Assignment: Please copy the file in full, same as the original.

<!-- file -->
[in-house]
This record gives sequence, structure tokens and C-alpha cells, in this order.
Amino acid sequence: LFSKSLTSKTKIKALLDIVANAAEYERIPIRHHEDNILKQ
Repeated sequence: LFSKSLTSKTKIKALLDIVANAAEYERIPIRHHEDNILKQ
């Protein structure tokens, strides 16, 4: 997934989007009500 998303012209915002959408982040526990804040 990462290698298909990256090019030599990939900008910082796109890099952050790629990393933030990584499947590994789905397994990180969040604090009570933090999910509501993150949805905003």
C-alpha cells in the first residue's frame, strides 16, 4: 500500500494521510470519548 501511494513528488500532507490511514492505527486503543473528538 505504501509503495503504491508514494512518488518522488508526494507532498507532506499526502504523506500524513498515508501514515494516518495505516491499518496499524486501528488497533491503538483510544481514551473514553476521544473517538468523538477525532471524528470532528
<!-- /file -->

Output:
[in-house]
This record gives sequence, structure tokens and C-alpha cells, in this order.
Amino acid sequence: LFSKSLTSKTKIKALLDIVANAAEYERIPIRHHEDNILKQ
Repeated sequence: LFSKSLTSKTKIKALLDIVANAAEYERIPIRHHEDNILKQ
């Protein structure tokens, strides 16, 4: 997934989007009500 998303012209915002959408982040526990804040 990462290698298909990256090019030599990939900008910082796109890099952050790629990393933030990584499947590994789905397994990180969040604090009570933090999910509501993150949805905003």
C-alpha cells in the first residue's frame, strides 16, 4: 500500500494521510470519548 501511494513528488500532507490511514492505527486503543473528538 505504501509503495503504491508514494512518488518522488508526494507532498507532506499526502504523506500524513498515508501514515494516518495505516491499518496499524486501528488497533491503538483510544481514551473514553476521544473517538468523538477525532471524528470532528